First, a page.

Play NYC 2018 has come and gone! The move to the Manhattan Center meant more space, and therefore, more games for developers to show off. Most games were shown on the ground floor while the second floor hosted a ton of titles in a cramped space. Despite this drawback, I managed to see a few game makers that had reached out to me prior to the show, as well as other programmers’ work while perusing the show floor. Let’s take a look:
Kingdom Bash is a co-operative or versus PC game with up to four playable characters. Developer Matthew Alan Estock invited me to check out his game and see if I could beat him. The result? I could not. Indeed, Matthew knew his own game better than I did.
Taking clear inspiration from Towerfall Ascension, except with more freedom of movement, Kingdom Bash had a clear objective when I took the controller from Matt’s hand: kill the other character over and over until time ran out. Whoever had the most kills, won. Pretty standard Last Man Standing stuff.
The game has tight controls and interesting mechanics. Depending on the character you pick, you can be chucking fireballs, spears, or arrows at your opponents. Aiming can be done up, right, left, down, and diagonally. There is also a dash move that allows you to catch things like arrows but only if you are in the dash animation. If you dash and fail to protect yourself from getting hit, the slight delay until you can do so again leaves you wide open to attack. Additionally, you can only dash within a direction and not from a neutral position, which I found out the hard way.
Powerups pop out of chests that appear in the battlefield. One makes you invisible; another gives you a shield; and there was one that slows you down to the point of being frozen, which pretty much guarantees a free kill. Matt ended up killing me constantly during the few minutes we played together, with my only wins coming from striking him while he was explaining something to me.
Kingdom Bash is a fun multiplayer game. It’s different enough than Towerfall Ascension to stand out on its own while retaining the great cat and mouse tension from that title when both players are readying an arrow to shoot at each other. It’s also in an impressively good state from just one developer working on it. Kingdom Bash can also be played in widescreen now. You can download a demo here and check out a trailer below. I’ll get you next time, Matt!
Developer The Sheep’s Meow’s title, Exposure, is a unique auto scroller that pans to the right while your little blob with eyes tries to survive being killed by merciless arrows and other sadistic shapes.
As you go through each stage, you’ll encounter other blobs that are your children. Pick them up to add extra hits to your life. Taking a page out of Ikaruga, your avatar in Exposure can switch between light and dark colors to help it blend into the environment. The challenge comes in the fact that you cannot see yourself when you are blending, so you have to feel where you are in relation to when you enter camouflage. Brilliant stuff.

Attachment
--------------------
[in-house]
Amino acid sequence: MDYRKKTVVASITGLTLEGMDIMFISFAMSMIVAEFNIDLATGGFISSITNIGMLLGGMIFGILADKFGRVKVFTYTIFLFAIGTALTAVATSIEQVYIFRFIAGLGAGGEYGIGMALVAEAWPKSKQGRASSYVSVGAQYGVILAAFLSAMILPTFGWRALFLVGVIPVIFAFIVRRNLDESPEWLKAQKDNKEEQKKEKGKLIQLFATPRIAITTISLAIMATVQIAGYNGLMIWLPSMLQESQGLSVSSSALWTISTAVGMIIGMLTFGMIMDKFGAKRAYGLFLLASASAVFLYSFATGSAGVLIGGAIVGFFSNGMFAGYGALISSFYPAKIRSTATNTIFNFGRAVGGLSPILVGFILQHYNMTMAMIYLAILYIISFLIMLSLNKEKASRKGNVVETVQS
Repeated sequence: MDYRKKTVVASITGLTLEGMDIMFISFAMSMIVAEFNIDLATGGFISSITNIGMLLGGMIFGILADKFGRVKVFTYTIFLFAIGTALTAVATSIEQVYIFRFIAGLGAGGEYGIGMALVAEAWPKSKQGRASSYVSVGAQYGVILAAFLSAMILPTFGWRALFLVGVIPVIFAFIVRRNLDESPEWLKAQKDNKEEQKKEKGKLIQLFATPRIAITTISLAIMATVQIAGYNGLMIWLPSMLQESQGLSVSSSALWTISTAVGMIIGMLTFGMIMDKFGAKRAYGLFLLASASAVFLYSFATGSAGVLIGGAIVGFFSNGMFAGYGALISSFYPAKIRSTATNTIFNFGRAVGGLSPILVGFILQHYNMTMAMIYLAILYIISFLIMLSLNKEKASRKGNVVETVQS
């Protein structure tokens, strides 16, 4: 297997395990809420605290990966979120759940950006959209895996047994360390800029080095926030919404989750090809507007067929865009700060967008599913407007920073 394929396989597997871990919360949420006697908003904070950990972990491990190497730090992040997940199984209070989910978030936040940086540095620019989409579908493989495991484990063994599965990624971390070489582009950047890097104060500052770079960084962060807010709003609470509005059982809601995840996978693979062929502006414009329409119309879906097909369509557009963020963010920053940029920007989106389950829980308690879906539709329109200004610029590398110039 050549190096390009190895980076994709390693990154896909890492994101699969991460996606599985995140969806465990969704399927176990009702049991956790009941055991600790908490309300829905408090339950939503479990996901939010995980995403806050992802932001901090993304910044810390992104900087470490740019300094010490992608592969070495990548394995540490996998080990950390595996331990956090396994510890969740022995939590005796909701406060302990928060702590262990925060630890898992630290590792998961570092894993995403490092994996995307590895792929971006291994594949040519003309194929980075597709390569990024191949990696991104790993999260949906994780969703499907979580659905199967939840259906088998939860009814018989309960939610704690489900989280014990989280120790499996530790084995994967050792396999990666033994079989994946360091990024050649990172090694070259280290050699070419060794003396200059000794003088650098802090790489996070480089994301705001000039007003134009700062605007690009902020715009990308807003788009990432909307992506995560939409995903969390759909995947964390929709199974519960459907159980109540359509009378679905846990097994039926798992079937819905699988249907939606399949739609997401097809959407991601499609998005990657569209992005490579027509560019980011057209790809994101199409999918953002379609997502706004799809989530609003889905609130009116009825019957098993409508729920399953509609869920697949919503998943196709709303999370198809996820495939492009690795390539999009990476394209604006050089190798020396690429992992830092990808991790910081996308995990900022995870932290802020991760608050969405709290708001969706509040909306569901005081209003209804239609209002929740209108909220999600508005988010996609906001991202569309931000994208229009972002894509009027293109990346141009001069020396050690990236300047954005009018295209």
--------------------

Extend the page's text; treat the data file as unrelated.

As I made my way through level one, dodging alarmingly aware jagged shapes, I reached an end boss. I had to circle around the geometry while pushing little circles into it, which were either light or dark. It took a couple of tries due to the precision necessary to push the circles; it felt like you needed to take intentional damage to really drive into the boss.
Other than that issue I had with the boss, Exposure is a cool game. I enjoyed its premise and main gameplay concept, especially the inner gut feeling you have to use to pinpoint where your blob is when hiding. It’s coming soon to Steam and Xbox One, with more platforms yet to be announced. Check out its website here and a video below.
No Body Home
Another game from The Sheep’s Meow, No Body Home casts you or you and a friend as ghosts exploring an old house haunted by humans. The goal in each stage is to make it to the end door while eating candy and cake. So my typical Saturday night.
I ended up playing No Body Home with someone from The Sheep’s Meow. We played pretty much in sync: one of us would always be close to the other, helping each other to grab sweets or distract foes. Humans can only target one ghost at a time, so it was imperative that one of us distracted a person while the other made its way past. We also silently agreed upon finding the secret cake slice in each level. I think I found my soulmate.
No Body Home is a title that is a ton of fun, though a lot of that enjoyment came out of playing with another person. The environments are a pleasure to navigate, especially when the light contrasts with utter blackness so you have to feel your way through. The strange sounds the ghosts make while jumping around are also adorable. Look for No Body Home on Steam in 2019, with more platforms to be announced later.
That’s it for Part One of our Play NYC 2018 coverage. We’ll be talking about more games in Part Two, coming in the next few days. Let us know what you think about the above titles in a comment below!